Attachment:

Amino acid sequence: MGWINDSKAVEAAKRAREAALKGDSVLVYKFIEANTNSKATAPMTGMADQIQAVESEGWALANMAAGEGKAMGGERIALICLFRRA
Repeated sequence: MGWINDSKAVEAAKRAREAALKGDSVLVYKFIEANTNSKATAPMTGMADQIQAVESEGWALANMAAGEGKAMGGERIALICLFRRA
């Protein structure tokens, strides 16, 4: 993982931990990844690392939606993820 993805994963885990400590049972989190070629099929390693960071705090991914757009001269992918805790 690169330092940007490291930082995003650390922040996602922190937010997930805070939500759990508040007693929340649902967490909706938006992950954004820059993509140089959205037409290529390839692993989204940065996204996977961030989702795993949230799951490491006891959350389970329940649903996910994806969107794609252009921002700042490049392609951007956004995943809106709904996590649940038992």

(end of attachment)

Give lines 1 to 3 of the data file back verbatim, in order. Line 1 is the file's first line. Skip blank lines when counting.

Amino acid sequence: MGWINDSKAVEAAKRAREAALKGDSVLVYKFIEANTNSKATAPMTGMADQIQAVESEGWALANMAAGEGKAMGGERIALICLFRRA
Repeated sequence: MGWINDSKAVEAAKRAREAALKGDSVLVYKFIEANTNSKATAPMTGMADQIQAVESEGWALANMAAGEGKAMGGERIALICLFRRA
């Protein structure tokens, strides 16, 4: 993982931990990844690392939606993820 993805994963885990400590049972989190070629099929390693960071705090991914757009001269992918805790 690169330092940007490291930082995003650390922040996602922190937010997930805070939500759990508040007693929340649902967490909706938006992950954004820059993509140089959205037409290529390839692993989204940065996204996977961030989702795993949230799951490491006891959350389970329940649903996910994806969107794609252009921002700042490049392609951007956004995943809106709904996590649940038992």